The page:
"Tunaomba ndizi na ugali tafadhali!"
Translation:We would like bananas and ugali please!
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One sentence here didn't accept 'ugali' as an English translation of and insisted on 'stiff porridge', and this one didn't accept 'stiff porridge' and insisted on 'ugali'. Please somebody update these lessons to give some consistency.
That seems ok to me too. Only reason I could think of is that in this setting it seems like the polite way to ask for something at e.g. a restaurant, and the most natural way to do this in English is to use the phrase "we would like".
Ugali is not an English word but we don't have an equivalent term for this food. It's a common starch staple in western africa made of cornmeal.
Duo normally translates it as 'stiff porridge'. Suddenly they don't. Classic.
I would personally never translate it as porridge though. It's just too different. And there's no milk in Ugali.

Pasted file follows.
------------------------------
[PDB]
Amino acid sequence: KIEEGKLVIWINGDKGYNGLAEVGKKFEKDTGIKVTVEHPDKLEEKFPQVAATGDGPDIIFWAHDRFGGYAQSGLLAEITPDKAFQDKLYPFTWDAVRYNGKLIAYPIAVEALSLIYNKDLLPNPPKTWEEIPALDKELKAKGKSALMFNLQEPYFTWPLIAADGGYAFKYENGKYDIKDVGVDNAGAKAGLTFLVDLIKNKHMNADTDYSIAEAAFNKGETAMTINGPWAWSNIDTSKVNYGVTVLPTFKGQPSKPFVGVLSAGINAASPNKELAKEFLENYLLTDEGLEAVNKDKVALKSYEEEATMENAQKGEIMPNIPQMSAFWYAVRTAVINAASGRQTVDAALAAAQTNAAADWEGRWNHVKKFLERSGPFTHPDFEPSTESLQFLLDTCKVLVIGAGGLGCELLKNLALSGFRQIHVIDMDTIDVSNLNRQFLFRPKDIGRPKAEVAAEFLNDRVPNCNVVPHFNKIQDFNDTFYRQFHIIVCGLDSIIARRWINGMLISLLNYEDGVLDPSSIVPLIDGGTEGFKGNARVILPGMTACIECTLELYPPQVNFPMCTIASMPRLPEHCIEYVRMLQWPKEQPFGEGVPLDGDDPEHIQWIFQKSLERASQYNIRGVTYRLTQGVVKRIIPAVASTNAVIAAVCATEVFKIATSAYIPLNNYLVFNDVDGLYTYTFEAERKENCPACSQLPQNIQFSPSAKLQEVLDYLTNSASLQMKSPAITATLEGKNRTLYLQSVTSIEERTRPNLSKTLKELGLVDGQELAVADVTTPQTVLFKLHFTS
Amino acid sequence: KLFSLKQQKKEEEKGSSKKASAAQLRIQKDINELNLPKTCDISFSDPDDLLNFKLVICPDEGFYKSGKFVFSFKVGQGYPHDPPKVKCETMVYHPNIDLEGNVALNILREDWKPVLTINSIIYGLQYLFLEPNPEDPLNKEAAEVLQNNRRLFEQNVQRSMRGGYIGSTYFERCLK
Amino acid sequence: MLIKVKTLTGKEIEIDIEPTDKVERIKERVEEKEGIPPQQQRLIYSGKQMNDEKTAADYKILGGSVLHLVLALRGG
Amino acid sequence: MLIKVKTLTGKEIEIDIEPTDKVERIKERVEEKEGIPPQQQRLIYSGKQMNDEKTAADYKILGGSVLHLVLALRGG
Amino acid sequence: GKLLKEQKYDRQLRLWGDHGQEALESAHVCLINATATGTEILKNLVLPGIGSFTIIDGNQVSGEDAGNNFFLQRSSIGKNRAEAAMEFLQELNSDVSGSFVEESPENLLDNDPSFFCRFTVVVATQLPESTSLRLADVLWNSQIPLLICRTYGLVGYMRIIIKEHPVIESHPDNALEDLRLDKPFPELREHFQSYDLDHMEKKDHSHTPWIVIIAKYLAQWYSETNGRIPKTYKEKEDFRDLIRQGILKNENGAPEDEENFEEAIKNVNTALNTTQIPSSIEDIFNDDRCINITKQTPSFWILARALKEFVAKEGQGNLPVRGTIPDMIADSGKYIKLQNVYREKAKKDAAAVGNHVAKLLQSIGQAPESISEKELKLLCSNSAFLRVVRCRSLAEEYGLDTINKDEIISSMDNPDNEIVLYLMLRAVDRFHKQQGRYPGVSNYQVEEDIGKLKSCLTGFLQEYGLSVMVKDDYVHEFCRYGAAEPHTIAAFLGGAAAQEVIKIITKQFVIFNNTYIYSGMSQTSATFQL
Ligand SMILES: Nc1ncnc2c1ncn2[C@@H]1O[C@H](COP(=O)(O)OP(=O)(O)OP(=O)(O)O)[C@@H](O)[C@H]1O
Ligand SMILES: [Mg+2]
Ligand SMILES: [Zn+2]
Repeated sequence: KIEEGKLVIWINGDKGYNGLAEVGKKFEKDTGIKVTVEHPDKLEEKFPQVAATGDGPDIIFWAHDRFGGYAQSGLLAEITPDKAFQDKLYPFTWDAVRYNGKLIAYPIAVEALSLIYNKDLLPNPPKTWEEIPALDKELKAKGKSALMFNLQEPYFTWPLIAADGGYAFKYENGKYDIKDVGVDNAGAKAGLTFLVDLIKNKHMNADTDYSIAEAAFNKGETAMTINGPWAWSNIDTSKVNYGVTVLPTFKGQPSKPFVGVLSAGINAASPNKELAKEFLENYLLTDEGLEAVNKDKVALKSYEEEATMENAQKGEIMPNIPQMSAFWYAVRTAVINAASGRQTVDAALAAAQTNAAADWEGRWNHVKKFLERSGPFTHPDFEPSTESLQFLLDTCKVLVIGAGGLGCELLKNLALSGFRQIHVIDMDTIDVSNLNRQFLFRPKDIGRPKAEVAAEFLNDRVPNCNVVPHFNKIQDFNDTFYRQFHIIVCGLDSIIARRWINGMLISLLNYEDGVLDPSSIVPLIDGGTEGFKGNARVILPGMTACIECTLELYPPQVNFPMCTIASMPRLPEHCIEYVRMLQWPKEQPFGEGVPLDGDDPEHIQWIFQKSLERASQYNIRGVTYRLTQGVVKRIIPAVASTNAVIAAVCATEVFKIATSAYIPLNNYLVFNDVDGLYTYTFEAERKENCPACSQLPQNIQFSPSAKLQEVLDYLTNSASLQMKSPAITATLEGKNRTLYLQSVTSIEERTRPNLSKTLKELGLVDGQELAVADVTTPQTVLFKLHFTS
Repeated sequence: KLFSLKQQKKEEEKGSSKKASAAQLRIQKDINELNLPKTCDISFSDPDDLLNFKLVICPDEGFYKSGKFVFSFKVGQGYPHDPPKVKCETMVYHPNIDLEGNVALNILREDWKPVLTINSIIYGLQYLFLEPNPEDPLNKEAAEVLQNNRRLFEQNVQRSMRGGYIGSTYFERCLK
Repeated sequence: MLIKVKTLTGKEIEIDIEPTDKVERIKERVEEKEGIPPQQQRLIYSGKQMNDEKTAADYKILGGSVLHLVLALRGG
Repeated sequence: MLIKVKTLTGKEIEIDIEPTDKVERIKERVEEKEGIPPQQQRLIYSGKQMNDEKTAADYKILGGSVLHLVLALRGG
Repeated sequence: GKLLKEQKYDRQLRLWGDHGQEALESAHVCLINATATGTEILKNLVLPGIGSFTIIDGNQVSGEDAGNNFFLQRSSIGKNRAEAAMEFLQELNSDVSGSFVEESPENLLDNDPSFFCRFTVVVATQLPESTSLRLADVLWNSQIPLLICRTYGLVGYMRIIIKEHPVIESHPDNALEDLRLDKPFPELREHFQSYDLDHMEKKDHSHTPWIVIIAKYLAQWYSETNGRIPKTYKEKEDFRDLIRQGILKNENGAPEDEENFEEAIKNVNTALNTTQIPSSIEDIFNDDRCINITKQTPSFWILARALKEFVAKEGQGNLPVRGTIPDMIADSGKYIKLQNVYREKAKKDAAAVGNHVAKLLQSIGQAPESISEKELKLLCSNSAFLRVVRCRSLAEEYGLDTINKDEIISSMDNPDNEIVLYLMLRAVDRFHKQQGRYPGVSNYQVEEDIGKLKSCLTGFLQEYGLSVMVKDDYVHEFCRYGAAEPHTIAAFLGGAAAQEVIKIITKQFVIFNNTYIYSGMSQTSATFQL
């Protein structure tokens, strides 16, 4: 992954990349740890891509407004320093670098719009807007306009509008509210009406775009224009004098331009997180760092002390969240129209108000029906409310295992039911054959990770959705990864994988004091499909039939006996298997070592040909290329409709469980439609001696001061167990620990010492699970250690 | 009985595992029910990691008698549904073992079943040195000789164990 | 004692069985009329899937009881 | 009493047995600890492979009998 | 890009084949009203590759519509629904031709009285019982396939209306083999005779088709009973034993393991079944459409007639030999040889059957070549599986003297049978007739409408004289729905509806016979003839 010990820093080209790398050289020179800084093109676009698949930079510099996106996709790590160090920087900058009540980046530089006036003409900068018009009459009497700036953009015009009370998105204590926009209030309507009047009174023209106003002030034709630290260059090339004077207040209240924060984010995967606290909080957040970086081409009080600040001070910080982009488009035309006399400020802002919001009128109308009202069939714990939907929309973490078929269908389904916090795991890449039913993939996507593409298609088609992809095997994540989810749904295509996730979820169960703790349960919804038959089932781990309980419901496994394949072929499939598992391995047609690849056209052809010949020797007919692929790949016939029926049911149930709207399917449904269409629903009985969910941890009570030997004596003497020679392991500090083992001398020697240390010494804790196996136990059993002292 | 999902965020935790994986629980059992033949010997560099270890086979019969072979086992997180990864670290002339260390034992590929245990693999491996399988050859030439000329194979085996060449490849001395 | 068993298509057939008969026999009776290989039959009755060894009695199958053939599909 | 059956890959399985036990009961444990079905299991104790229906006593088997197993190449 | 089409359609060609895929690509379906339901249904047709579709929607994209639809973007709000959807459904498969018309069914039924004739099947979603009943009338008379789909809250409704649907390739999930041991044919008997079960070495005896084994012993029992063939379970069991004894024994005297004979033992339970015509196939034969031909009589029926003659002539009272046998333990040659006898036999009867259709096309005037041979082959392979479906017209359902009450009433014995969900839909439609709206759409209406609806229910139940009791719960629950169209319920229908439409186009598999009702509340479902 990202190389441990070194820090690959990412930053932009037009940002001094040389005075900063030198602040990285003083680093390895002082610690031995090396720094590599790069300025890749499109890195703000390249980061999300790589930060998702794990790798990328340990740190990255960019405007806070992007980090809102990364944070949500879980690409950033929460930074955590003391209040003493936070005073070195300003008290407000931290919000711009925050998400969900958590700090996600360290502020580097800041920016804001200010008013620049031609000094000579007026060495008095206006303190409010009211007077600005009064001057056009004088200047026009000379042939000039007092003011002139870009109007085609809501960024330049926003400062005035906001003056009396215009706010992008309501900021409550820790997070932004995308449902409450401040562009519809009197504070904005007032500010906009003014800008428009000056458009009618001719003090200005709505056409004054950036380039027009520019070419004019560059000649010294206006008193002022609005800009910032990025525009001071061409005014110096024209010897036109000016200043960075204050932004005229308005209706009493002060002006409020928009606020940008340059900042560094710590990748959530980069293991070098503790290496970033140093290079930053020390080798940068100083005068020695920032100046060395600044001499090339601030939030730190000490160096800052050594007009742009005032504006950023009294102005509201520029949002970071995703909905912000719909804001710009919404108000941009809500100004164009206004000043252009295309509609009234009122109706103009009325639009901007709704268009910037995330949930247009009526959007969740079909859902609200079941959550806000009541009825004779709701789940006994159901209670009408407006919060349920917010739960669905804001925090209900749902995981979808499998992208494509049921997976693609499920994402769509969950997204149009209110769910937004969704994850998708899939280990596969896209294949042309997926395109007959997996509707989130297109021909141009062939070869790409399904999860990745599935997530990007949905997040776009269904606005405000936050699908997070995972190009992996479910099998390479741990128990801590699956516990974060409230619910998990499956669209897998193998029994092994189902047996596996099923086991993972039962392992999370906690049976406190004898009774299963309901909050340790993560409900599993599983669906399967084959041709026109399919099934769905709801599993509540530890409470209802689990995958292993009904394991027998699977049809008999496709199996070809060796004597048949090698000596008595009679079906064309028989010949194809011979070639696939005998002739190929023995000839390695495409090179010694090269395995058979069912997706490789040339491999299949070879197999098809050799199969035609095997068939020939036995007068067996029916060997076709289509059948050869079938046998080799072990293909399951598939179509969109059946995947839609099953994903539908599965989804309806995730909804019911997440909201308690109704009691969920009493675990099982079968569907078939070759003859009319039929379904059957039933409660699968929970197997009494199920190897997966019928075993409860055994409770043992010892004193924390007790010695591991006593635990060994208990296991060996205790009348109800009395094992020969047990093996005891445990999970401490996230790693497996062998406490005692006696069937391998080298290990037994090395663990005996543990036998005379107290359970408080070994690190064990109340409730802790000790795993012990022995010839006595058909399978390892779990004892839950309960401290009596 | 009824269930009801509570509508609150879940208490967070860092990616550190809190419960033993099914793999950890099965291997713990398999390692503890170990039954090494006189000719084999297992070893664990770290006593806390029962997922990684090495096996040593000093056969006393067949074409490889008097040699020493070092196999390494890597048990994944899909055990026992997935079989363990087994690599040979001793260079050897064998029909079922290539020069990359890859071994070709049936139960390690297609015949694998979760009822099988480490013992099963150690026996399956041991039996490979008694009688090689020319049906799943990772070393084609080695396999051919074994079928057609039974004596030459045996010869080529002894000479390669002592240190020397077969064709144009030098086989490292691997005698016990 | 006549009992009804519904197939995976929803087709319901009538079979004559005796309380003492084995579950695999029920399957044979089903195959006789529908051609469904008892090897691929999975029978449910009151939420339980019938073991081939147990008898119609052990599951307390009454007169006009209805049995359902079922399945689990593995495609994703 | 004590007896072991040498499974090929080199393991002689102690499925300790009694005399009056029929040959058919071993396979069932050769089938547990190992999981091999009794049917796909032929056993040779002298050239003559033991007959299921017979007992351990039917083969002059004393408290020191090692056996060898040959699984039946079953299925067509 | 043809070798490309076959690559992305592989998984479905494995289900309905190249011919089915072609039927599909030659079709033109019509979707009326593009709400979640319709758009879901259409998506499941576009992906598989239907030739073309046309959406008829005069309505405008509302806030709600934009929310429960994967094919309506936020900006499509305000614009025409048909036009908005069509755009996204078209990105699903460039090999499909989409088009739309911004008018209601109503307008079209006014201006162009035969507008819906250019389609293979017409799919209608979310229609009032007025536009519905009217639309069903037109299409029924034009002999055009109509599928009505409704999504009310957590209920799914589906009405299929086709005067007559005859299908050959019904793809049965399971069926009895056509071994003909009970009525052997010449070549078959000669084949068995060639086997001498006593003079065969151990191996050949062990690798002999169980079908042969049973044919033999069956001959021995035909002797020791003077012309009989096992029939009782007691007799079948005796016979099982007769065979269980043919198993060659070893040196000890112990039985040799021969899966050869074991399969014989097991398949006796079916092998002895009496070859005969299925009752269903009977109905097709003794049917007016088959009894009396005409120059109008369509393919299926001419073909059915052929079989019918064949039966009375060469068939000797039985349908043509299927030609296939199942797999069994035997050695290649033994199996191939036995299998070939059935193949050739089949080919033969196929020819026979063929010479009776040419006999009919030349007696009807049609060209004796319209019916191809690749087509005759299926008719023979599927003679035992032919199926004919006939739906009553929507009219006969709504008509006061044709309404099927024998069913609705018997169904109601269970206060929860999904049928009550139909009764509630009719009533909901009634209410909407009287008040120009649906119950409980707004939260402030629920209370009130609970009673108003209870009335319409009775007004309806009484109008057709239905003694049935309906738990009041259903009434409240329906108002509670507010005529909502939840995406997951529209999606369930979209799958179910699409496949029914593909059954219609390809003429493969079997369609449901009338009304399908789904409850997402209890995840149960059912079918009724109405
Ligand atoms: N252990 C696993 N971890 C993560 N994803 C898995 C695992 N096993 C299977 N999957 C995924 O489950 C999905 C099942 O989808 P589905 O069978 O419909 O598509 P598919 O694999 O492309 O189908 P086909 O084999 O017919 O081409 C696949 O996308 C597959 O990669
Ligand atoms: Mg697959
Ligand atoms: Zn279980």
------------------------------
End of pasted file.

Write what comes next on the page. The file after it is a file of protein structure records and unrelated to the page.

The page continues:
This doesn't translate too well. It should be more like "We are asking for bananas and ugali, please!" The phrase you guys used seemed too polite, especially using the word "tafadhali" You mainly use that word when you are trying emphasize something you need rather than a want. But
'We are asking for' and 'We would like' are usually acceptable for this 'tunaomba' but this time 'we would like' is not accepted.
Kuomba is "to pray for " or "to beg for". Tunaomba = we pray for.... very polite. Kenyans would say "Weka ndizi sasa..."
Just bananas and ugali? Well that doesnt sound like a satisfying meal. On the other hand they are maybe just shopping.
We would like, or we ask for, or we request are equal in English and all work here - I used we request - either that was wrong or stiff porridge was wrong for ugali - I used stiff porridge only because in the immediately previous question that was given as the correct translation of ugali